Israel's mess: the real culprit
If it wasn’t for the Kadima leader, the country could be on the path to peace
Who has come off worse in the spat between Israel and the US over building in Jerusalem? There's not much to choose between the principals.
US President Barack Obama has confirmed that he is a bully, responding aggressively to weakness and snubbing allies while kowtowing to dictators and rogues. Worse, he shows little understanding of such Middle East realities as the constraints of Israeli coalition politics, the almost unanimous agreement among Israelis over the status of Jerusalem, and the connection between his rough treatment of Israel and escalating waves of Palestinian violence.
Meanwhile, Israeli PM Binyamin Netanyahu, who seemed to have a successful first year in power, is unravelling under the international pressure.
Just as in his failed first term, today's Bibi panics easily, cannot control a rebellious coalition or work out how to handle a hostile American President. He is a weak tactician - barging in on a still-fuming Obama in Washington following the debacle with Joe Biden - and a weak strategist, with no game-plan for resolving the Israeli-Palestinian conflict.
Livni’s refusal to join the government has forced Netanyahu into instability
But there is a third player tarnished by this crisis. The head of the Israeli opposition, Kadima leader Tzipi Livni, cannot claim she is innocent just because she is sitting on the sidelines. It is her refusal to join the government - against the wishes of many in her party - which has forced Netanyahu into an unstable, right-wing government, resulting in the current mess.
Following the election in February 2009, Livni's party won the most seats - 28 - but remained unable to cobble together a coalition and so Netanyahu's Likud, with 27 seats, was given the chance instead. Netanyahu made it clear that his preference was to form a government with the centre-left Kadima party. He made Livni a more-than-generous offer. This included "full partnership" in establishing the direction of the new government, an equal number of government portfolios as the Likud, and two out of the three top Cabinet positions (Defence, Foreign Affairs, Finance). He also promised to advance the peace process with the Palestinians.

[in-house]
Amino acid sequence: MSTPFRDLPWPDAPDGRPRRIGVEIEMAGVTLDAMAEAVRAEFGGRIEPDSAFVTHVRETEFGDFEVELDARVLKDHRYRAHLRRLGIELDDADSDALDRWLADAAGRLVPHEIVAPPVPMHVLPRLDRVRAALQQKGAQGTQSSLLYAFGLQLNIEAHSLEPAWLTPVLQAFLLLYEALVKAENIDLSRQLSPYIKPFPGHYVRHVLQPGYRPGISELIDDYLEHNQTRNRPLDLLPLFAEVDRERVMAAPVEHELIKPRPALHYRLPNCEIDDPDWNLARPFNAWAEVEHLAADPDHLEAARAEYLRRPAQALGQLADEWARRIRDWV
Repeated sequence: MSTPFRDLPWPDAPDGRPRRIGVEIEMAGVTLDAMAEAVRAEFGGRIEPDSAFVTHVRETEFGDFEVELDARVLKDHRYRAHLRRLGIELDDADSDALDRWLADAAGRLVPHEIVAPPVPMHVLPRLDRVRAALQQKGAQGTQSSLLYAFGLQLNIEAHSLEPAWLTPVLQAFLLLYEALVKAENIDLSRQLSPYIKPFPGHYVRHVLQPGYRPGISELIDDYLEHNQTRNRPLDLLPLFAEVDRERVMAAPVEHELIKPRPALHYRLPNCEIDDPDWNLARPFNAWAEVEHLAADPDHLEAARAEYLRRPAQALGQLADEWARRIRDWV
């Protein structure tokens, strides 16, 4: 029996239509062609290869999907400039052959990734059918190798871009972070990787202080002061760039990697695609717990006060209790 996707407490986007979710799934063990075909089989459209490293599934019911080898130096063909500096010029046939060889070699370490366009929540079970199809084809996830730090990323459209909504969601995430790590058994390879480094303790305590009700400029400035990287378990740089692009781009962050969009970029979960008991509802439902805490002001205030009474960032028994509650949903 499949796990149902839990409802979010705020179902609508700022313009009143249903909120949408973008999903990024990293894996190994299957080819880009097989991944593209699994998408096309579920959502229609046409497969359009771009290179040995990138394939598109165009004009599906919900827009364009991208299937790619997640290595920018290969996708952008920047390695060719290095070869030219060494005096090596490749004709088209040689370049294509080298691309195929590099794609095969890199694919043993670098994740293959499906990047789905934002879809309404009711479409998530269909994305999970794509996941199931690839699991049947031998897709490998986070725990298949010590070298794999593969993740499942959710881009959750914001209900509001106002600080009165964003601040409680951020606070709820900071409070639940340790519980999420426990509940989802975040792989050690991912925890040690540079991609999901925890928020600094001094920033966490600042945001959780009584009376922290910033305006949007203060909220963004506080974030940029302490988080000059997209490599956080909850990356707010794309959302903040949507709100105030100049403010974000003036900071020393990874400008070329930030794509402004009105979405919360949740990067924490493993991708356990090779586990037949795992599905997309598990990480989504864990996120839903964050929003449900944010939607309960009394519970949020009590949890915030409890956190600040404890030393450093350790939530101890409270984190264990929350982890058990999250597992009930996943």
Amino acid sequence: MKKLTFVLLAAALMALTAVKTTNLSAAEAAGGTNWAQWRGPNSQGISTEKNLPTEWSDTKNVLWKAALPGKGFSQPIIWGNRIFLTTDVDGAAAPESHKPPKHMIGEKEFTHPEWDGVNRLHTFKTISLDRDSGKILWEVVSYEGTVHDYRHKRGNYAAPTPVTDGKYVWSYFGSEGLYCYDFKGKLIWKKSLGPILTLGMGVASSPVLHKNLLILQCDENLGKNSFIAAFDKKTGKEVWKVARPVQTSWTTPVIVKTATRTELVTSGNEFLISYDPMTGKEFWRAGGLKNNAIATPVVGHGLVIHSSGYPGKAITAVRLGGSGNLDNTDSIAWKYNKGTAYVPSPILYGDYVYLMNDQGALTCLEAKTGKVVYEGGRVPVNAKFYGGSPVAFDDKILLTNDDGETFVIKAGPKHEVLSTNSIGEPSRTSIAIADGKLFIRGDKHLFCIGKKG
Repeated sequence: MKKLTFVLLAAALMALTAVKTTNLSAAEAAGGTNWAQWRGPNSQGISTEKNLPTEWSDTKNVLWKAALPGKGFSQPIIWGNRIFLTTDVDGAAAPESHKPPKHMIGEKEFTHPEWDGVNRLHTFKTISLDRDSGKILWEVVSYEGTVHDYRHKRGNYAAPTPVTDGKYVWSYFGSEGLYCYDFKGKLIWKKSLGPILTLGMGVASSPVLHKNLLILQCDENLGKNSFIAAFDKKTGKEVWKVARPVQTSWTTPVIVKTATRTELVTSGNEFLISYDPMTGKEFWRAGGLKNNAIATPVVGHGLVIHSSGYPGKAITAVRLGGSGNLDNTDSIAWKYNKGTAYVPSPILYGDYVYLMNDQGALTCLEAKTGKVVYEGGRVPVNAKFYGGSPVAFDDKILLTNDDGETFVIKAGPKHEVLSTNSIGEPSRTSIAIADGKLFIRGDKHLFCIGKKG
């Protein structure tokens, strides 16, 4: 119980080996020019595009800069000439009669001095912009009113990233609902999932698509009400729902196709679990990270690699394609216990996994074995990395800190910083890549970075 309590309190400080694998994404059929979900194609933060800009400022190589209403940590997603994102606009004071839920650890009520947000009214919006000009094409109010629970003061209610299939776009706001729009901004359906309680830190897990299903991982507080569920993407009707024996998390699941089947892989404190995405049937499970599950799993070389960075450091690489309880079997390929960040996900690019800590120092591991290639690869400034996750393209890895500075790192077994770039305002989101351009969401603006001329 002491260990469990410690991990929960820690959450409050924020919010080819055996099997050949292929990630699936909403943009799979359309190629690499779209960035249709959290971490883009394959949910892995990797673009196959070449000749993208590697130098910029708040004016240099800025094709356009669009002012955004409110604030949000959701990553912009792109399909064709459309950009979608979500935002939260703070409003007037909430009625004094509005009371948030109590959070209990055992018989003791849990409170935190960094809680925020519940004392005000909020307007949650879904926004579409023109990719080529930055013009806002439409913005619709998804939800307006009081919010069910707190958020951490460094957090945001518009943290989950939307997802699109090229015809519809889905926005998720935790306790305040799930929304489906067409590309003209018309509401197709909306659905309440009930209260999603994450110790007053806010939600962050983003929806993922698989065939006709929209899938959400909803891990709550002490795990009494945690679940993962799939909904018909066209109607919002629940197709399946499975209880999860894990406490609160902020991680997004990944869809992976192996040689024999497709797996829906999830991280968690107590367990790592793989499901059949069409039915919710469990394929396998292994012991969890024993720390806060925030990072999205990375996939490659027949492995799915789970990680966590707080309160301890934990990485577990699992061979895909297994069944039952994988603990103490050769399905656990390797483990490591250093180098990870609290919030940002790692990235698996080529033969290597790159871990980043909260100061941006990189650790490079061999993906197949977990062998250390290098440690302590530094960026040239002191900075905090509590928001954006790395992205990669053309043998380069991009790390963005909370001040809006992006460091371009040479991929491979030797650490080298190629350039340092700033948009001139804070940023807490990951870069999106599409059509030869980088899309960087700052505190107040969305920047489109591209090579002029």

Livni, who had expressed her disdain for serving under Netanyahu, refused, unless he agreed to rotate with her as Prime Minister. The flimsy nature of her stated excuse - that she needed the Likud leader publicly to endorse the two-state solution - was exposed in June, when Netanyahu did exactly that. Rather than rejoicing that he had embraced her policy, she accused him of the "height of hypocrisy" and remained in opposition.
What, then, was really behind her refusal? Israeli analysts pointed to two possibilities. One was personal: she could not stand the thought of being number two when she had won most votes. The other was tactical: she was betting that Netanyahu's hardline government, made up of several smaller parties, would collapse quickly, paving her way to power.
Either way, the one consideration missing was the good of the country. Abandoning Netanyahu to the radicals may have been good for Kadima; but was it good for Israel?
A year on, we can see that Livni was being selfish and irresponsible. Had Kadima joined the Likud-Labour coalition, Netanyahu would have had a centrist government with international credibility. He could have pressed for progress with the Palestinians and taken bold decisions. The smaller parties - Shas and Yisrael Beiteinu - which have been able to push Netanyahu around on Jerusalem and foreign policy would have been frozen out.
Over the coming months - in new coalition negotiations or in an election campaign - Livni will doubtless try to claim that she is the only one who can save an embattled and battered Israel.
I would remind her that when Arik Sharon founded Kadima in 2005, he initially called it the "National Responsibility" party. It is a mantle she cannot reclaim now, a year after abandoning the country to the far right.
Miriam Shaviv is the JC's foreign editor